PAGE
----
This article was originally published in Science Progress.
Count me among the naive. Like many other science policy watchers, I more or less just assumed that once progressives regained control of Congress in 2006 for the first time in 12 years, they would undo one of the chief offenses against science committed by conservative lawmakers: The de-funding and dismantling of the congressional Office of Technology Assessment.
But when I sought recently to check up on the status of the ongoing quest to bring OTA back, I found I had been seriously wrong in my initial assumptions. While the OTA may have died on the altar of partisan ideology in 1995, its revival today seems to be inhibited by a bipartisan failure to understand why it’s needed.
Originally created in 1972, OTA became world-renowned for its provision of user-friendly scientific advice to members of Congress, and served as a model for the design of science advisory mechanisms in many European parliaments. The OTA’s board of congressional overseers was bipartisan, yet the office nevertheless made conservative enemies with some of its reports. In particular, it was said to have literally shot down Ronald Reagan’s “Star Wars” dream during the 1980s with a series of reports underscoring the program’s technical infeasibility and strategic silliness.
Meanwhile, because OTA worked most directly for its board of senior legislators, rather than for every elected representative, few incoming freshmen members of Congress in 1994 had any way of understanding its value. And so, with the Gingrich-led conservatives vowing to cut legislative expenses as one plank of the “Contract With America,” it died in a partisan vote in 1995.
But a shift of political wind seemed to suggest grounds for hope in 2006: With the end of conservative control of Congress, surely progressives would recognize the value of the office and restore its funding. After all, it’s not like OTA costs very much in the grand scheme of things—the bill was $ 21.9 million per year as of 1995. And the need for OTA has only become more apparent, not less, over time, as policymakers see more and more that many political issues have inescapable technical components.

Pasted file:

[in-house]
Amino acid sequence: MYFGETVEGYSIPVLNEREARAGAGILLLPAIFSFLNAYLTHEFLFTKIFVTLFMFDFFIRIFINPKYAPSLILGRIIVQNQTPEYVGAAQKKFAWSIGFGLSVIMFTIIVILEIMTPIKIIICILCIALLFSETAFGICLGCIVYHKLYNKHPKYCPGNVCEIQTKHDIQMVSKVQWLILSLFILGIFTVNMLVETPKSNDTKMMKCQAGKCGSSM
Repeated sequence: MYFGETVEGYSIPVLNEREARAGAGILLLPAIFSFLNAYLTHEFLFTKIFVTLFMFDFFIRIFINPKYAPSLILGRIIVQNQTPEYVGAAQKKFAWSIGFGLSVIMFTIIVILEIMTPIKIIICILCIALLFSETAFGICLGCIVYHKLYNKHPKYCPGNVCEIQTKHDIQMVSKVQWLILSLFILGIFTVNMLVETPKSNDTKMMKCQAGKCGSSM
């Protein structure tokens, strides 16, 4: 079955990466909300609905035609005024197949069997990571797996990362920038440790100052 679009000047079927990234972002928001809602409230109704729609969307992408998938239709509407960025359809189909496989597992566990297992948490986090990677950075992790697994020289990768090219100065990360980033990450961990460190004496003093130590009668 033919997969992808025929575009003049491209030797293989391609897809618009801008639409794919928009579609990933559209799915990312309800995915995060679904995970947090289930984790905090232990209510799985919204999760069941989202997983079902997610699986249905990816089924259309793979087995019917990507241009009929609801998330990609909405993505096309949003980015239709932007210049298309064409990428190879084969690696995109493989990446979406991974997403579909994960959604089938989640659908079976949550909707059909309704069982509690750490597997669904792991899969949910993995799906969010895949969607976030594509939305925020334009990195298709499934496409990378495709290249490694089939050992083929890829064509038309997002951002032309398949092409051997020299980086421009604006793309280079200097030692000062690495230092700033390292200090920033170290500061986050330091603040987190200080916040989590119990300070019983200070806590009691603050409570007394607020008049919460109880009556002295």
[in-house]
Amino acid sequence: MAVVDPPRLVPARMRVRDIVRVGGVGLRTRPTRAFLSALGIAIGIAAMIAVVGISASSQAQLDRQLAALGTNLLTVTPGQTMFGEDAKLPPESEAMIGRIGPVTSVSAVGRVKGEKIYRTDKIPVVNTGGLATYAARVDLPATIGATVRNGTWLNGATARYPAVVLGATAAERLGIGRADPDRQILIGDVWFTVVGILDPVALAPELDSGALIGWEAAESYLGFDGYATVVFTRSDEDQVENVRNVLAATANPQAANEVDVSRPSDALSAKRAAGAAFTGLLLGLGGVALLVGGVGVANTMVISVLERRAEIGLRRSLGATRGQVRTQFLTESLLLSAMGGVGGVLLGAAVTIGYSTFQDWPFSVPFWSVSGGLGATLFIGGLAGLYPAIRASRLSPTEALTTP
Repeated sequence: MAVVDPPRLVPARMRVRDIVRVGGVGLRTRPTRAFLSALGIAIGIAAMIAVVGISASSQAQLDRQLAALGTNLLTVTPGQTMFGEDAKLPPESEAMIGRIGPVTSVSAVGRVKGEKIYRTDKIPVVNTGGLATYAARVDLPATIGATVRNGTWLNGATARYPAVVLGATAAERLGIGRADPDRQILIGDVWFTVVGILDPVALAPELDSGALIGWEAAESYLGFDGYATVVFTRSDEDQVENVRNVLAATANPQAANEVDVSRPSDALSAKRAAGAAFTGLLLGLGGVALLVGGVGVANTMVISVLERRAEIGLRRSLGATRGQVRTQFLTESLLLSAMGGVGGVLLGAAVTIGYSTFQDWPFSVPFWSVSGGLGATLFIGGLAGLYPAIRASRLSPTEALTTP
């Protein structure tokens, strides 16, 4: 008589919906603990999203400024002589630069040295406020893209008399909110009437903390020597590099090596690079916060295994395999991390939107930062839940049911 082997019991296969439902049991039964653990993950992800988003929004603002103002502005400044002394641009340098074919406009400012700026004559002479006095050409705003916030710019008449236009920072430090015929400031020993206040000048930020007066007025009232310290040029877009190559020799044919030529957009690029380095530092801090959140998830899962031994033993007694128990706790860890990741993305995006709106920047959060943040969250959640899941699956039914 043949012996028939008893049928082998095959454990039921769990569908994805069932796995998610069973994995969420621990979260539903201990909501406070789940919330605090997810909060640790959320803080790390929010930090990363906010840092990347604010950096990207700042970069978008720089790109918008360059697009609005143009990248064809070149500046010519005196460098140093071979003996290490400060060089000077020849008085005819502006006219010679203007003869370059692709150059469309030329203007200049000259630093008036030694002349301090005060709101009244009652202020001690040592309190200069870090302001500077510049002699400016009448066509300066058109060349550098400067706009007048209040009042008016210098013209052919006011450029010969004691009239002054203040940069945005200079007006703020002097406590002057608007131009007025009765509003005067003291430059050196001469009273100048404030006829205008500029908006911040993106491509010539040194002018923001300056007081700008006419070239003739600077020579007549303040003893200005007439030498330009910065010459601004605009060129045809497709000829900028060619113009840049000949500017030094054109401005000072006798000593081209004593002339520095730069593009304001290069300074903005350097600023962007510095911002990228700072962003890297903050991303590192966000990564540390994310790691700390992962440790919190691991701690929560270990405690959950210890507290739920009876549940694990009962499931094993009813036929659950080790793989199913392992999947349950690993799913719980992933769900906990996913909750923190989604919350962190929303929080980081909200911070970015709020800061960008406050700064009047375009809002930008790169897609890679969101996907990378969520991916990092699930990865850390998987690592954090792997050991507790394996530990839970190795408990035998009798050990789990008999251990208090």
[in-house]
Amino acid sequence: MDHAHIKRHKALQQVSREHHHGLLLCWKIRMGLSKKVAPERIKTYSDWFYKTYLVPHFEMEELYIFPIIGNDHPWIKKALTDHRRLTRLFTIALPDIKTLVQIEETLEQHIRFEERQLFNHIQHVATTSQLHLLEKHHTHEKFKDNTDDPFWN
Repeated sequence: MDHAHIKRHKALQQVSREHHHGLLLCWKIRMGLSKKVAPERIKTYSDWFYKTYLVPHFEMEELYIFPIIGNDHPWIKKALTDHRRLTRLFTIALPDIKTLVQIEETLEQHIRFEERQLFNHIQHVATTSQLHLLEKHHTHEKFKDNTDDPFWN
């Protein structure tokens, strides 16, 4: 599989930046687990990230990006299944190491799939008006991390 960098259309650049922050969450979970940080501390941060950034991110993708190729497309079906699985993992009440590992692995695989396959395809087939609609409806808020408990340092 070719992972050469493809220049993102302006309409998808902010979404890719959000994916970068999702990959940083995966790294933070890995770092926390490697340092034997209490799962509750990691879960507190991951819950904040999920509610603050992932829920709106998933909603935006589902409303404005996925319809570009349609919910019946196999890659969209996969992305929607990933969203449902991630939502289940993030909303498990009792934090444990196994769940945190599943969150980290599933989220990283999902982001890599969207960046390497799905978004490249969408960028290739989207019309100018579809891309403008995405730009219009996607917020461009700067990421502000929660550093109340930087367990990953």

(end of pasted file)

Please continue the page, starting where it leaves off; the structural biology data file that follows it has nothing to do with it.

Finally, after years of thought on the subject, science policy watchers generally seem to agree that while Congress has many existing research branches—the Congressional Budget Office, the Government Accountability Office, as well as the option to commission reports from the National Academy of Sciences—OTA nevertheless filled a critical niche with its intensive, policy-relevant examination of science issues specifically in the service of Congress. So surely, it had to come back eventually. Right?
We were all mistaken. Over the summer, you see, a bipartisan group of legislators launched an effort to restart funding for OTA through the appropriate channel: the legislative branch’s appropriations bill. But although $2.5 million was ultimately allocated to the Government Accountability Office for technology assessment work, OTA did not emerge reborn from the appropriations process this year. The move left many OTA advocates miffed—and caused them to rethink some of their assumptions.